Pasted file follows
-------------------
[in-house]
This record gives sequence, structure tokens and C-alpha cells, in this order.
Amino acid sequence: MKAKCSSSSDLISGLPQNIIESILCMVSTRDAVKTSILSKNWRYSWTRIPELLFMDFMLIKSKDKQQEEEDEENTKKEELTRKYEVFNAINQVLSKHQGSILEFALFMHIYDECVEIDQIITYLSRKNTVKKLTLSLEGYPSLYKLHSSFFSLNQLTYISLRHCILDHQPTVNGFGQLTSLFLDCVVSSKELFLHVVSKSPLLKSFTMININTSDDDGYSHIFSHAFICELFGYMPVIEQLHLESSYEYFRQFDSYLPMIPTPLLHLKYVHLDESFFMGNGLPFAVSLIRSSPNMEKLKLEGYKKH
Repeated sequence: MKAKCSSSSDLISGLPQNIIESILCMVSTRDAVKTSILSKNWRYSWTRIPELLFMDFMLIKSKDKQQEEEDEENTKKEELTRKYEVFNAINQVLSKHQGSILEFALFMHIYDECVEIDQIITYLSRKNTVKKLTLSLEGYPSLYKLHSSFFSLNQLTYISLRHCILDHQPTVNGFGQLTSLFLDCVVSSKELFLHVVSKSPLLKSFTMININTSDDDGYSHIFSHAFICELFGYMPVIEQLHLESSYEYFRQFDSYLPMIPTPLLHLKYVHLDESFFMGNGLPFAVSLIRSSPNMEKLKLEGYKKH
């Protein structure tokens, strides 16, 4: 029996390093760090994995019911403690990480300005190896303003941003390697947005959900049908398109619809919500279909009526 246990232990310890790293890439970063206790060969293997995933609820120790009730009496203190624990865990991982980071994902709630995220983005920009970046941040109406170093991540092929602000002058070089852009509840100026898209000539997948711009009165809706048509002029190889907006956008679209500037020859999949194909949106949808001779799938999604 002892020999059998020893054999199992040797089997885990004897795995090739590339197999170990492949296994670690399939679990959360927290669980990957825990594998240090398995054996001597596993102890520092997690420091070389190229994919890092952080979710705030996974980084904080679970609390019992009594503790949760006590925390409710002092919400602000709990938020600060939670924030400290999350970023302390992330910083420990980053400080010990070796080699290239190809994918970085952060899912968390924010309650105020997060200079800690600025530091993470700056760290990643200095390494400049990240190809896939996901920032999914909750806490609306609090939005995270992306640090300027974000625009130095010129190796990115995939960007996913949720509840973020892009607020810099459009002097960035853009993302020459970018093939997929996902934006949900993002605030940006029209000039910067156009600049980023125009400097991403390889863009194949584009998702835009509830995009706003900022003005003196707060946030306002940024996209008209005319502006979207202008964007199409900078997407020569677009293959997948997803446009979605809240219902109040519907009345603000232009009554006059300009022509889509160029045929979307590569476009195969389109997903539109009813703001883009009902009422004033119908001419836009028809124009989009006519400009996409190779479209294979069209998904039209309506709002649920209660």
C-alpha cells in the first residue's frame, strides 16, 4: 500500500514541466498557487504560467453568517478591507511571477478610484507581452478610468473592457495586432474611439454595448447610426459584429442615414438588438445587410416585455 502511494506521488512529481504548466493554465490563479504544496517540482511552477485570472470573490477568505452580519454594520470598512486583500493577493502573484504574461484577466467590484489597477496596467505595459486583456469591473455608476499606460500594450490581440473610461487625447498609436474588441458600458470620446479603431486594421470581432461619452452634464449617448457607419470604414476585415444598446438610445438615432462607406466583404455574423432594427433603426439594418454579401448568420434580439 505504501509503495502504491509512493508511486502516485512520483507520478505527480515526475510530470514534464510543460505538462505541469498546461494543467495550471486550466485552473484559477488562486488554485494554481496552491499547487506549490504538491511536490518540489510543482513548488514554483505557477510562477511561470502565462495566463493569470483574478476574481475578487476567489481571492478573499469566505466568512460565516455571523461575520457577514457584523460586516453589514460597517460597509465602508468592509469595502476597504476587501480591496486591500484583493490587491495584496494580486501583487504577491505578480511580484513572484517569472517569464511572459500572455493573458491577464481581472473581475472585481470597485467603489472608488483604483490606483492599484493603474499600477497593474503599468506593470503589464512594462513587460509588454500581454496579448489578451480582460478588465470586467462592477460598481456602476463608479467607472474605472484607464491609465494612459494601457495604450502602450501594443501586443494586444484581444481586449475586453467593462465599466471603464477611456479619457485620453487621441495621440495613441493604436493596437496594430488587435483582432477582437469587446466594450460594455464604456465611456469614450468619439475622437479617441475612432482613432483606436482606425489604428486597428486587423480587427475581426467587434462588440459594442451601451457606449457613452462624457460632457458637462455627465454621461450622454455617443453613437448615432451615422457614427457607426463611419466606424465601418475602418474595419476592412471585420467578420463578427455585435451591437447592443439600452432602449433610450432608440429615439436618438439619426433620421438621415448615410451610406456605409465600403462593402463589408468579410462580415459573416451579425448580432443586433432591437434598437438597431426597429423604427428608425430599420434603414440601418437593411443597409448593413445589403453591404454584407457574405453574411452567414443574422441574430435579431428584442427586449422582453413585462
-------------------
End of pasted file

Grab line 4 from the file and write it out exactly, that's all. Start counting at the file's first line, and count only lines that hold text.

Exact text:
Repeated sequence: MKAKCSSSSDLISGLPQNIIESILCMVSTRDAVKTSILSKNWRYSWTRIPELLFMDFMLIKSKDKQQEEEDEENTKKEELTRKYEVFNAINQVLSKHQGSILEFALFMHIYDECVEIDQIITYLSRKNTVKKLTLSLEGYPSLYKLHSSFFSLNQLTYISLRHCILDHQPTVNGFGQLTSLFLDCVVSSKELFLHVVSKSPLLKSFTMININTSDDDGYSHIFSHAFICELFGYMPVIEQLHLESSYEYFRQFDSYLPMIPTPLLHLKYVHLDESFFMGNGLPFAVSLIRSSPNMEKLKLEGYKKH